AIM: The current study had two main aims. The first was to identify groups of adolescents based on their similarity of responding across a number of victimizing and potentially traumatic events (PTEs). In doing so, we employed the statistical technique of Latent Class Analysis (LCA). The second aim was to assess the relationship between our resultant classes and the covariates of gender, suicide attempt, and PTSD.
METHODS: Two hundred and sixty-nine Greenlandic school students, aged 12-18 (M = 15.4, SD = 1.84) were assessed for their level of exposure to PTEs. In addition, adolescents were assessed for the psychological impact of these events. A LCA was performed on seven binary indicators representing PTEs. Logistic regression was subsequently implemented to ascertain the relationships between latent classes and covariates.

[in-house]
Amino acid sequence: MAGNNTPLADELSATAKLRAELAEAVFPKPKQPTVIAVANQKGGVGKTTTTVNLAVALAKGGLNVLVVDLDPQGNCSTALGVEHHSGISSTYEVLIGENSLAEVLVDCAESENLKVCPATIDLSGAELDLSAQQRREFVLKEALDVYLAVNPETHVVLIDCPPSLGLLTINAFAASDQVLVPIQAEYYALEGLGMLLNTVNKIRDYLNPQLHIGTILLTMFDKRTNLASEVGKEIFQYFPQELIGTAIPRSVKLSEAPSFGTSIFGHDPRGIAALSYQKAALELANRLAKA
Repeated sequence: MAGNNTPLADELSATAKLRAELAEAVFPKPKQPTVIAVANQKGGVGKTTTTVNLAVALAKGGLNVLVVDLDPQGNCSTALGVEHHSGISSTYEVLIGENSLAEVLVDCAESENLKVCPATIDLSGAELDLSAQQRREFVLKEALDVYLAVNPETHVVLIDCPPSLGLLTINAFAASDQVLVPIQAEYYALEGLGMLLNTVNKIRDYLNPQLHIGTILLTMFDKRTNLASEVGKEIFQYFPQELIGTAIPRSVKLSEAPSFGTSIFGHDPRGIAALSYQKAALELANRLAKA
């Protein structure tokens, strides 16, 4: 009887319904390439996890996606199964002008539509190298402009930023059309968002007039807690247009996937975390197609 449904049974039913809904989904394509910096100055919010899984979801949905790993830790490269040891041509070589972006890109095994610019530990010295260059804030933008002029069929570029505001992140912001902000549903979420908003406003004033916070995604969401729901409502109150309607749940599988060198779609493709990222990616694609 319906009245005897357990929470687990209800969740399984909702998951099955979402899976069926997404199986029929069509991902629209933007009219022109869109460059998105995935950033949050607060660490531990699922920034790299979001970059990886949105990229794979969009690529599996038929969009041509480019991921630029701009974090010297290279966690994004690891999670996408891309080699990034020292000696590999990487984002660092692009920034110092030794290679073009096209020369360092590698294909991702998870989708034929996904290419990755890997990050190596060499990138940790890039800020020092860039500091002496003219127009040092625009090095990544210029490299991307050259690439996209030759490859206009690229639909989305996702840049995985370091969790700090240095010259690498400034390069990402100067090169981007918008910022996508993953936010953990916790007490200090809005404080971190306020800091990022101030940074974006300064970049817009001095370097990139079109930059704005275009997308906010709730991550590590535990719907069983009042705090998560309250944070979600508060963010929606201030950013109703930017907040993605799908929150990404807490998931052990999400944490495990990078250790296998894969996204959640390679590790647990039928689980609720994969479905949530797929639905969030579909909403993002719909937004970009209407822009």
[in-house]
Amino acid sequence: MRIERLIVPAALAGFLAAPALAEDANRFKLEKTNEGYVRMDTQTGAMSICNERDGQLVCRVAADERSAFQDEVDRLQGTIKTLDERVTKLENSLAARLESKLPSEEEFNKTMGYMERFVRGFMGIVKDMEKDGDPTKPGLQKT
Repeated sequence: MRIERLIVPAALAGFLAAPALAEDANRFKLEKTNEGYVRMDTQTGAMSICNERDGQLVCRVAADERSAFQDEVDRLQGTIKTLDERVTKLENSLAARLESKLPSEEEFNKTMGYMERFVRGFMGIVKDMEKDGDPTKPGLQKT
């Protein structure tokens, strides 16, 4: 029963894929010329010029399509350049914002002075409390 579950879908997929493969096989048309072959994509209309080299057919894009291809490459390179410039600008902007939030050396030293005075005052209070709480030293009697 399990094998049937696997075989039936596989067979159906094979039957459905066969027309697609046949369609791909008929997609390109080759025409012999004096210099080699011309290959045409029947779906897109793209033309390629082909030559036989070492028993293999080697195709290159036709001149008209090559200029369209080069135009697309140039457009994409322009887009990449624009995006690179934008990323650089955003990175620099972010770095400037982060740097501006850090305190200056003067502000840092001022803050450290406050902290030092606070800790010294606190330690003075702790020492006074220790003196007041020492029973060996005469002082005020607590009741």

RESULTS: Three distinct classes were uncovered: a violence, neglect, and bullying class (class 1), a wide-ranging multiple PTE class (class 2), and a normative/baseline class (class 3). Notably, classes 1 and 2 were largely separated by the presence or absence of sexual PTEs. Individuals who reported having previously attempted suicide were almost six times more likely to be members of class 1 (OR = 5.97) and almost four times more likely to be members of class 2 (OR = 3.87) compared to the baseline class (class 3). Individuals who met the diagnostic criteria for PTSD were five times as likely to be members of class 1 and class 2 (OR = 5.09) compared to the baseline class. No significant associations were found between classes and gender.
CONCLUSION: The results underline the complexity of the interplay between multiple victimization experiences, traumatization, and suicide attempts.
ASJC Scopus subject areas
- Health(social science)
- Social Psychology
- Psychiatry and Mental health